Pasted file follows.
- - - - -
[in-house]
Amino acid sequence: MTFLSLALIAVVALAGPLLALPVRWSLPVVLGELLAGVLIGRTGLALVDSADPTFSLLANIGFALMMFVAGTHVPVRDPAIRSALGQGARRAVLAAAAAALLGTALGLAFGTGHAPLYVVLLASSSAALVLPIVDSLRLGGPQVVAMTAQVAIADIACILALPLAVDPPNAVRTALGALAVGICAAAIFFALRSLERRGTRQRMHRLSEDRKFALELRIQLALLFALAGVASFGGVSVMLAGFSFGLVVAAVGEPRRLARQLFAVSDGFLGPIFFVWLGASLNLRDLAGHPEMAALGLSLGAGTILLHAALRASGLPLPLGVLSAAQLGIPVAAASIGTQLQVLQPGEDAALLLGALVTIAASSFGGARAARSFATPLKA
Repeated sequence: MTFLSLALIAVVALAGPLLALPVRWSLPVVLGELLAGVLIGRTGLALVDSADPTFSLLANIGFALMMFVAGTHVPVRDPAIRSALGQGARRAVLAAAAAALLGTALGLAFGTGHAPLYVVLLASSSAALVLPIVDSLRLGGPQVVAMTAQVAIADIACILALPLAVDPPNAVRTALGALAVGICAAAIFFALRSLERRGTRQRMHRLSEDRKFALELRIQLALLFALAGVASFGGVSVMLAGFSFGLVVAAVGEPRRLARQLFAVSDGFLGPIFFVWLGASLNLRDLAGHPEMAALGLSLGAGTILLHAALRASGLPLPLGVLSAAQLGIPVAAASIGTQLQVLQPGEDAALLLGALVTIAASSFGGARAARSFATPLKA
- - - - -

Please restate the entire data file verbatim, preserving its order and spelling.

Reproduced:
[in-house]
Amino acid sequence: MTFLSLALIAVVALAGPLLALPVRWSLPVVLGELLAGVLIGRTGLALVDSADPTFSLLANIGFALMMFVAGTHVPVRDPAIRSALGQGARRAVLAAAAAALLGTALGLAFGTGHAPLYVVLLASSSAALVLPIVDSLRLGGPQVVAMTAQVAIADIACILALPLAVDPPNAVRTALGALAVGICAAAIFFALRSLERRGTRQRMHRLSEDRKFALELRIQLALLFALAGVASFGGVSVMLAGFSFGLVVAAVGEPRRLARQLFAVSDGFLGPIFFVWLGASLNLRDLAGHPEMAALGLSLGAGTILLHAALRASGLPLPLGVLSAAQLGIPVAAASIGTQLQVLQPGEDAALLLGALVTIAASSFGGARAARSFATPLKA
Repeated sequence: MTFLSLALIAVVALAGPLLALPVRWSLPVVLGELLAGVLIGRTGLALVDSADPTFSLLANIGFALMMFVAGTHVPVRDPAIRSALGQGARRAVLAAAAAALLGTALGLAFGTGHAPLYVVLLASSSAALVLPIVDSLRLGGPQVVAMTAQVAIADIACILALPLAVDPPNAVRTALGALAVGICAAAIFFALRSLERRGTRQRMHRLSEDRKFALELRIQLALLFALAGVASFGGVSVMLAGFSFGLVVAAVGEPRRLARQLFAVSDGFLGPIFFVWLGASLNLRDLAGHPEMAALGLSLGAGTILLHAALRASGLPLPLGVLSAAQLGIPVAAASIGTQLQVLQPGEDAALLLGALVTIAASSFGGARAARSFATPLKA